FoodPosted: January 26, 2012
I recently accessed MyFitnessPal.com, which allows the user to record what she or he eats every day. The site details nutrition data for over 1.0 million food and drink choices.
Recording these data (data are plural
, not and singular but I’ll prefer plural here) calculates the intake of protein, carbs, fat, cholesterol, Na-Cl, etc.
I posted previously about nutrition intake, and now MFP relatively-accurately determines how well or poorly I am hitting certain daily goals.
If nothing else, the site’s arithmetic makes sense to my strange brain.
Now DK and SAR will dissect that site and post about its inaccuracies and incompleteness. (Accuracy and completeness are fundamental accounting concepts. Are the data accurate? Are they complete? Good auditors look for both.)
Speaking of accounting and as you likely are aware, I previously worked as a CPA. One project required that our team work in Sioux Falls, SD, USA.
We lived in a Residence Inn during the work week.
One weekend, I ate dinner with my parents. My mom asked me how I liked living on the road. The following conversation ensued:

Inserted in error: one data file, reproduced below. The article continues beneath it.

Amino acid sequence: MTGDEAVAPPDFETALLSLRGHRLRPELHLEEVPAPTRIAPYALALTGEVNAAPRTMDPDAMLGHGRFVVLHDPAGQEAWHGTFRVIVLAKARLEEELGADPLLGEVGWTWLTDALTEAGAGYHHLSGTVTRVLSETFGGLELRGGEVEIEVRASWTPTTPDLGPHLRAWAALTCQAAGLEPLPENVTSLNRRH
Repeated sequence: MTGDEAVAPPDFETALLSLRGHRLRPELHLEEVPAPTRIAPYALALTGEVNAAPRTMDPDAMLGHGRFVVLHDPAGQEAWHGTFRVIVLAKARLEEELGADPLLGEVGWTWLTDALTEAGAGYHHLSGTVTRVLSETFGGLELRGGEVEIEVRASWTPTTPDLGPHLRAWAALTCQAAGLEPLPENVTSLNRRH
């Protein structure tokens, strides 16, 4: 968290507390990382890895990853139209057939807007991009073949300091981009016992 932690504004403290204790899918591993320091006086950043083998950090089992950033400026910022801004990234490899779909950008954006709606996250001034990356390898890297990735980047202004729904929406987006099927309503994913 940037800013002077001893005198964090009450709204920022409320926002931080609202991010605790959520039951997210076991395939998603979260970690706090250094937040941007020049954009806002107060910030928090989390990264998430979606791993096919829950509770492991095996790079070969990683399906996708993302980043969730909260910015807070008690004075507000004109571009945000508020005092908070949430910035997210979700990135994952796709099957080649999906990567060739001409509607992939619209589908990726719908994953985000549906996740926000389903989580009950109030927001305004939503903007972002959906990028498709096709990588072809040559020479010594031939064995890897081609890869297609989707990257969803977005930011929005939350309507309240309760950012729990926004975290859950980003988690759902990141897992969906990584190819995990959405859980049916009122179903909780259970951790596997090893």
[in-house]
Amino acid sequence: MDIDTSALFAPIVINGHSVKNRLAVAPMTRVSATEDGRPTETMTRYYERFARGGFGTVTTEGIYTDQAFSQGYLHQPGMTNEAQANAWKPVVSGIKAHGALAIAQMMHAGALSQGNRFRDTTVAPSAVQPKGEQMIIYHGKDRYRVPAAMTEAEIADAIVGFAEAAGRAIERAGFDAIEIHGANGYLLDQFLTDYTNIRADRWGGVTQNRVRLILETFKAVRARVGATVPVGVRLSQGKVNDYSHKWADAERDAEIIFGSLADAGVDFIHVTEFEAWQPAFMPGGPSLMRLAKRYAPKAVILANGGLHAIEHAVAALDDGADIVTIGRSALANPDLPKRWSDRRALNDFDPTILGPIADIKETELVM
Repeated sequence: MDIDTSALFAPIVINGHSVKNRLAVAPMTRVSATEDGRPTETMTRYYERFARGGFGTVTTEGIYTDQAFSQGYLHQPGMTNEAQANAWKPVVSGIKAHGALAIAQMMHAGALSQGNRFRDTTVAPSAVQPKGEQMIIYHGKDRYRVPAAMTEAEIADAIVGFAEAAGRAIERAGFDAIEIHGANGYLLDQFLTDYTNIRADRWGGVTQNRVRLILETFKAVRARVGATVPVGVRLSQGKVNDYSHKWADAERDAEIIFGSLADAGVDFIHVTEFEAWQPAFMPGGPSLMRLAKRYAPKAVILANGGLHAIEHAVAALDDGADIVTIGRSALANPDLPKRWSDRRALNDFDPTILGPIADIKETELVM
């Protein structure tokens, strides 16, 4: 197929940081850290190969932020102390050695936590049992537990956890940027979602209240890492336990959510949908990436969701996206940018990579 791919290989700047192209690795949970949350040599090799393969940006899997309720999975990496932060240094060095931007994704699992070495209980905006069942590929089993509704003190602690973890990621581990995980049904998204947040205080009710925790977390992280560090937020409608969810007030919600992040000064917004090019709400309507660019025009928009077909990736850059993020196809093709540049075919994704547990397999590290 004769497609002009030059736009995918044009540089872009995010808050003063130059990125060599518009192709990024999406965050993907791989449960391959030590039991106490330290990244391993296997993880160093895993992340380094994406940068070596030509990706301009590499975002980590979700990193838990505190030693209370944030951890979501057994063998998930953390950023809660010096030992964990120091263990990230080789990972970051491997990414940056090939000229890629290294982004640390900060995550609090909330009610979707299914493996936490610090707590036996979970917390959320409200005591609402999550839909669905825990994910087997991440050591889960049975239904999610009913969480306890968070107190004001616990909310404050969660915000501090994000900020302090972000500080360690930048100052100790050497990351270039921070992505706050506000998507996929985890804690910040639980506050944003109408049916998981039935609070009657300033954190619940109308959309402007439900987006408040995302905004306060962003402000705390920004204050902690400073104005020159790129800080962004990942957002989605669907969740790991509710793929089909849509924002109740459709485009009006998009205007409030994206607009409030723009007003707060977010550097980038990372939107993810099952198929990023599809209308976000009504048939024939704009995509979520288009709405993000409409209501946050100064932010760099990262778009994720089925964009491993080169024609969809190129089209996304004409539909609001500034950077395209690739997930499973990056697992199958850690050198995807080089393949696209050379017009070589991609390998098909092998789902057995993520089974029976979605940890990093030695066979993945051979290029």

DA: “It’s OK. I get up in the morning, and breakfast is ready. I work. I come ‘home’, and someone made my bed, cleaned my room, laundered, and made my dinner.”
Mom: “Well, Dan, for some, that’s what a marriage is like.”
Dad (without looking up from his plate): “Not mine ….”
My folks are hilarious.
That out-of-town client ultimately declared bankruptcy and wiped out many hardworking shareholders. One problem associated with business growth is that if a company loses $1.10 for every $1.00 of gross income, increasing gross income simply results in larger losses.
During the 21st century’s first decade, many companies believed that increasing gross income would increase their stock prices, which was true in many cases.
But for some, they simply lost more and more money, ultimately resulting in bad stuff (technical term). Add to that shady accounting practices, and Enron and Enron-like messes occurred.
Speaking of 2006 and craziness, let’s lighten things up with a little “You May Be Right” from Billy Joel in The Tokyo Dome. The audio really rocks. Sounds like Enron singing to the IRS: